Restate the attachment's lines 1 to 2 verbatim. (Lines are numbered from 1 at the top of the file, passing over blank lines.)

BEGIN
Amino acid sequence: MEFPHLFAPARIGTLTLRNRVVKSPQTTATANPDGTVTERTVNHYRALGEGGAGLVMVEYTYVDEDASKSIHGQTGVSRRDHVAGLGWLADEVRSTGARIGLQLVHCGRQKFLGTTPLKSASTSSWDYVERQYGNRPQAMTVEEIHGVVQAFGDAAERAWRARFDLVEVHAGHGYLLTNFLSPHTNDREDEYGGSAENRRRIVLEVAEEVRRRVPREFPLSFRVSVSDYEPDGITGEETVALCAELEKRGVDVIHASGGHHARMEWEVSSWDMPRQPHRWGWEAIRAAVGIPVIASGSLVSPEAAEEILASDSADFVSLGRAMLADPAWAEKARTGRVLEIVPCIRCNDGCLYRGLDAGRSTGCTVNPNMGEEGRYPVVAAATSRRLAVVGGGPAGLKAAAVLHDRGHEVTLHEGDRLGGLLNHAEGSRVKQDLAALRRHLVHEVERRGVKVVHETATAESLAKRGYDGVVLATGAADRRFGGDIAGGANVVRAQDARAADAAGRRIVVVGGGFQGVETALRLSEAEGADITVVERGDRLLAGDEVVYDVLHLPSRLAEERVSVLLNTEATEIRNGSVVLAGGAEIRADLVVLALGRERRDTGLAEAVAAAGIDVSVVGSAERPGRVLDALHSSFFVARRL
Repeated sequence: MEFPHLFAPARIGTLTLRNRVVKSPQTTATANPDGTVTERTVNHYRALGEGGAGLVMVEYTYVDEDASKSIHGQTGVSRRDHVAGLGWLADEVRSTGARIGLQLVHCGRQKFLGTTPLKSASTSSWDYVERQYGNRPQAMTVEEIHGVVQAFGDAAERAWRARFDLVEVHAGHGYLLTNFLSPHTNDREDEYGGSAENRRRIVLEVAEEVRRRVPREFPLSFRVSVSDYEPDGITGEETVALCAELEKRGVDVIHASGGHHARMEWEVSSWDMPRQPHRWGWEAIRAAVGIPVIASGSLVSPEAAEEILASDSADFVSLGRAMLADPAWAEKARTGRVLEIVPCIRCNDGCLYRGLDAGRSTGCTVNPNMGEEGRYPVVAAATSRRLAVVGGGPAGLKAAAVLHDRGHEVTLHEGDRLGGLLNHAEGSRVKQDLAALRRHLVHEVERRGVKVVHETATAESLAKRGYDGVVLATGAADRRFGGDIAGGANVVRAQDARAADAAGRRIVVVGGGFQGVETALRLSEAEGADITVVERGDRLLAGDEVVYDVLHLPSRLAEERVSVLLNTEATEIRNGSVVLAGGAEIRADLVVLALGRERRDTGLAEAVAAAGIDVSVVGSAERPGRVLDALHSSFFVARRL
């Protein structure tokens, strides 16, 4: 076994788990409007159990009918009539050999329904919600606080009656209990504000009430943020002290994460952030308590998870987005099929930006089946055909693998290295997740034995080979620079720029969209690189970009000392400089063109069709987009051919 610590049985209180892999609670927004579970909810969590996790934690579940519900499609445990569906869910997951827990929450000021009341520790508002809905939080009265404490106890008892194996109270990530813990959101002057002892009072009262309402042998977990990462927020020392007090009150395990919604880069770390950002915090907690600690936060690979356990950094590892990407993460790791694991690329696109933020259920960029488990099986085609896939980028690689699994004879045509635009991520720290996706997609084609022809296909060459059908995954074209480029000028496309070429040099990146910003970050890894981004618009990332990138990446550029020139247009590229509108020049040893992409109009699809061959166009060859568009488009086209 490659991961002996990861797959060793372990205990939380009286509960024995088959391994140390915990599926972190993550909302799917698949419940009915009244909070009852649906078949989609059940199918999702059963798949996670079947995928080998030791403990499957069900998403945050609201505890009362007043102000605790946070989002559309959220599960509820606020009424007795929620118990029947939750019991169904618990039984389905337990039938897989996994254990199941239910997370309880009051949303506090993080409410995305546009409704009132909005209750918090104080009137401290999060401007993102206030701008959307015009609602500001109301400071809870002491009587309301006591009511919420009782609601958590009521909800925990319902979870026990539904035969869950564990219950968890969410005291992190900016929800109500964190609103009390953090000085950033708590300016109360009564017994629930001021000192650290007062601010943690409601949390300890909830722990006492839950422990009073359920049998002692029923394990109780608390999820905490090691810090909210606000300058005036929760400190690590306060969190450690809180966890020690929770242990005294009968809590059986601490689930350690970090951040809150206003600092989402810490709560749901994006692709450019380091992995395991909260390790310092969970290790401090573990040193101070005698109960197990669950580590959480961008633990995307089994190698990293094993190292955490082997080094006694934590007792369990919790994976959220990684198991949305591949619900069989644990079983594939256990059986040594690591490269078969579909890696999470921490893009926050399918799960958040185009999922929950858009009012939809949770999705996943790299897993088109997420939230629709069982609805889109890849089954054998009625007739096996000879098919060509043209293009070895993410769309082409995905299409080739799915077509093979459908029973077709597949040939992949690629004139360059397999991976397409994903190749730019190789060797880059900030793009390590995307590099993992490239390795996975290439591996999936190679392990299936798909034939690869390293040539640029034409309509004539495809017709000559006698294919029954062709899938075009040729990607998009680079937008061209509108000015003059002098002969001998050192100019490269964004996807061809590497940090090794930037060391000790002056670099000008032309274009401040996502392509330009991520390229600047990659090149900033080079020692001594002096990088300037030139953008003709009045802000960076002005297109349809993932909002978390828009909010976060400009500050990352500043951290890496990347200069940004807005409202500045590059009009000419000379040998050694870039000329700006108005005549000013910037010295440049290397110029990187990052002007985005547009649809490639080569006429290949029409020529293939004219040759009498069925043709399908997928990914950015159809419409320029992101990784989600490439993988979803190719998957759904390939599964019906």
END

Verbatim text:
Amino acid sequence: MEFPHLFAPARIGTLTLRNRVVKSPQTTATANPDGTVTERTVNHYRALGEGGAGLVMVEYTYVDEDASKSIHGQTGVSRRDHVAGLGWLADEVRSTGARIGLQLVHCGRQKFLGTTPLKSASTSSWDYVERQYGNRPQAMTVEEIHGVVQAFGDAAERAWRARFDLVEVHAGHGYLLTNFLSPHTNDREDEYGGSAENRRRIVLEVAEEVRRRVPREFPLSFRVSVSDYEPDGITGEETVALCAELEKRGVDVIHASGGHHARMEWEVSSWDMPRQPHRWGWEAIRAAVGIPVIASGSLVSPEAAEEILASDSADFVSLGRAMLADPAWAEKARTGRVLEIVPCIRCNDGCLYRGLDAGRSTGCTVNPNMGEEGRYPVVAAATSRRLAVVGGGPAGLKAAAVLHDRGHEVTLHEGDRLGGLLNHAEGSRVKQDLAALRRHLVHEVERRGVKVVHETATAESLAKRGYDGVVLATGAADRRFGGDIAGGANVVRAQDARAADAAGRRIVVVGGGFQGVETALRLSEAEGADITVVERGDRLLAGDEVVYDVLHLPSRLAEERVSVLLNTEATEIRNGSVVLAGGAEIRADLVVLALGRERRDTGLAEAVAAAGIDVSVVGSAERPGRVLDALHSSFFVARRL
Repeated sequence: MEFPHLFAPARIGTLTLRNRVVKSPQTTATANPDGTVTERTVNHYRALGEGGAGLVMVEYTYVDEDASKSIHGQTGVSRRDHVAGLGWLADEVRSTGARIGLQLVHCGRQKFLGTTPLKSASTSSWDYVERQYGNRPQAMTVEEIHGVVQAFGDAAERAWRARFDLVEVHAGHGYLLTNFLSPHTNDREDEYGGSAENRRRIVLEVAEEVRRRVPREFPLSFRVSVSDYEPDGITGEETVALCAELEKRGVDVIHASGGHHARMEWEVSSWDMPRQPHRWGWEAIRAAVGIPVIASGSLVSPEAAEEILASDSADFVSLGRAMLADPAWAEKARTGRVLEIVPCIRCNDGCLYRGLDAGRSTGCTVNPNMGEEGRYPVVAAATSRRLAVVGGGPAGLKAAAVLHDRGHEVTLHEGDRLGGLLNHAEGSRVKQDLAALRRHLVHEVERRGVKVVHETATAESLAKRGYDGVVLATGAADRRFGGDIAGGANVVRAQDARAADAAGRRIVVVGGGFQGVETALRLSEAEGADITVVERGDRLLAGDEVVYDVLHLPSRLAEERVSVLLNTEATEIRNGSVVLAGGAEIRADLVVLALGRERRDTGLAEAVAAAGIDVSVVGSAERPGRVLDALHSSFFVARRL